Luther was not only used to being cold and uncomfortable, he was used to being hungry. Fasting has a long tradition in Christianity, going back to Jesus’s temptation in the desert. Hermits of the Eastern church in particular were impressive in their disdain for nutriment. St. Anthony of the desert served as a model, grudgingly caring for the minimal needs of the body, sparing everything else to attend to God.
There’s always a hint of flesh-spirit dualism in fasting traditions, but we go awry if we think that this is the way it should be understood in the medieval Western Church. Fasting was a matter of obedience, a spiritual practice meant to bring the attention of all the faithful together toward Christ and to allow the setting aside of alms for the poor. If there’s a dualism, it’s one that cannot be erased from a religion that preaches the existence of the life to come: fasting, done rightly, could draw us toward that complete dependence upon God for everything—that is the essence of the heavenly kingdom.
As a member of the Augustinian Hermits, Luther’s fasting was heavily regulated. Food was not abundant or extravagant to begin with: one meal at midday consisting of bread and soup, and lighter supper before compline. There was no meat served on Friday. One could, under the spiritual direction of a confessor, engage in additional fasting—and Luther did this on many occasions—but avoiding an excess of fasting was considered a virtue. Those with ailments were exempted from this ritual. Fasting rarely meant long periods with no food at all but mostly abstention from meat. The current holdover of fish on Friday comes from the notion that it is not “meat.”
But more important for us and our journey are the two special periods of fasting in the liturgical calendar: Advent and Lent. Even today many Christians in the East, and some Roman Catholics and Protestants as well, avoid meat during Lent—again, what qualifies as “meat” varies. But in the late Middle Ages, Advent was also a fast. As during Lent, all the faithful were supposed to avoid meat during this season, as well as refrain from marrying and having sexual relations.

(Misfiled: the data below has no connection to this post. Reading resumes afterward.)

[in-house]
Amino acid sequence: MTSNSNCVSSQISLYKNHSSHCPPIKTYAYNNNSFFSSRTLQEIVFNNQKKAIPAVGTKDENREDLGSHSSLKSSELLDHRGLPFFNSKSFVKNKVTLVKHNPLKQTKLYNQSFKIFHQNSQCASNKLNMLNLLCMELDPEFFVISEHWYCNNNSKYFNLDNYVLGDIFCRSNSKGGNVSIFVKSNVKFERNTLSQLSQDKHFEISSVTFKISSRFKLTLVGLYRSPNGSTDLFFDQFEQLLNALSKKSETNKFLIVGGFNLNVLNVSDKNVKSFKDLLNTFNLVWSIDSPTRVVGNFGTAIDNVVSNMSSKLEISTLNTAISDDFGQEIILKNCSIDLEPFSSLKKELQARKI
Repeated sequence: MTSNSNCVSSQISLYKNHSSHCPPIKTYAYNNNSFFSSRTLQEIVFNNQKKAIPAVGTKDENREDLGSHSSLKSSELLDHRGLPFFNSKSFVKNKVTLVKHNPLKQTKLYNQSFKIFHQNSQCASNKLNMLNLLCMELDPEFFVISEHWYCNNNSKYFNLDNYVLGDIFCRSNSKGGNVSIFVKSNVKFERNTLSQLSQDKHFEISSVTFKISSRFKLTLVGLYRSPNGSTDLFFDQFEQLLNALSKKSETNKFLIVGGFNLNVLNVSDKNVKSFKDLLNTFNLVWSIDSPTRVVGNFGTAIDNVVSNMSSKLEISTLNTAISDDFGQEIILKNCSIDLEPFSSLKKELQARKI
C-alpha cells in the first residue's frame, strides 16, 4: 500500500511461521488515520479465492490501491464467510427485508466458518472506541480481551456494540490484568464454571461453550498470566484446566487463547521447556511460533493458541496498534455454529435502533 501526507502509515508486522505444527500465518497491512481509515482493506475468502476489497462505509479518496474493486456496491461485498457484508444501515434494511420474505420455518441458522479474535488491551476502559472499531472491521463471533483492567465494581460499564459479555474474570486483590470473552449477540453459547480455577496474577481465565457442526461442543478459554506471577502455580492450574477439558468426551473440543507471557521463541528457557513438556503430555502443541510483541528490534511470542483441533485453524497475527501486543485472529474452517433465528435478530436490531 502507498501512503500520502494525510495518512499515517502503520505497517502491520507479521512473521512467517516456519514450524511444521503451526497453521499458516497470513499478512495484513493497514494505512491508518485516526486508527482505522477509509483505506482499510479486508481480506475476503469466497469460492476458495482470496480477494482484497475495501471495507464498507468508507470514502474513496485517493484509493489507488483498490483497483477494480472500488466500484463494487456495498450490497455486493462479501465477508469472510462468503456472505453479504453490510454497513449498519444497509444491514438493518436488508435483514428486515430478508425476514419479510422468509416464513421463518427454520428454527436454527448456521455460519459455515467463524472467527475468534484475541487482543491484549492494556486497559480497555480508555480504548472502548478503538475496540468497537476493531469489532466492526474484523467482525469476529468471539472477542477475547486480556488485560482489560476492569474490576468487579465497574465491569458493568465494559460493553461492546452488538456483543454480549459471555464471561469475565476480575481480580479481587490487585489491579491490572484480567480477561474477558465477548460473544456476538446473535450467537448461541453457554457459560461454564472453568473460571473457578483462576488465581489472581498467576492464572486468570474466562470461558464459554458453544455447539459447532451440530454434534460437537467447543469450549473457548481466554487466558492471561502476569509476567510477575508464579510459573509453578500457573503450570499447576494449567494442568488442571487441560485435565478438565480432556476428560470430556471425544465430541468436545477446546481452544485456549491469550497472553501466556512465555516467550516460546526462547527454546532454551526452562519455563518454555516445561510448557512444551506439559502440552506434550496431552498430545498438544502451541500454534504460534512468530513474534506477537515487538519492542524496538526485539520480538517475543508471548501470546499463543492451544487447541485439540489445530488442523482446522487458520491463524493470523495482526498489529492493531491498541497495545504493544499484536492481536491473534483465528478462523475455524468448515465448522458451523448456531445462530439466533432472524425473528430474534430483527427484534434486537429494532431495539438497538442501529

Luther left for Rome in the last weeks of November, 1510. This put much of his journey, and in particular the strenuous winter crossing of the Alps, smack dab in the middle of the Advent fast. As anyone who has done sustained long-distance walking can tell you, the hunger that mounts over the weeks is impressive. Such certainly would have been the case for Luther and his companion. And to make matters more cincture-tightening: their return journey—still winter in the Alps—would have taken place through the Lenten fast!
But meeting both the caloric debt and spiritual discipline of religious life required some compromises. For this reason it is expected that among the very few things Luther and company would have carried was a small piece of paper, signed by their prior, informing the religious hostels along the way that the party was on official business, in need of haste, and therefore exceptionally relieved of their obligation to fast.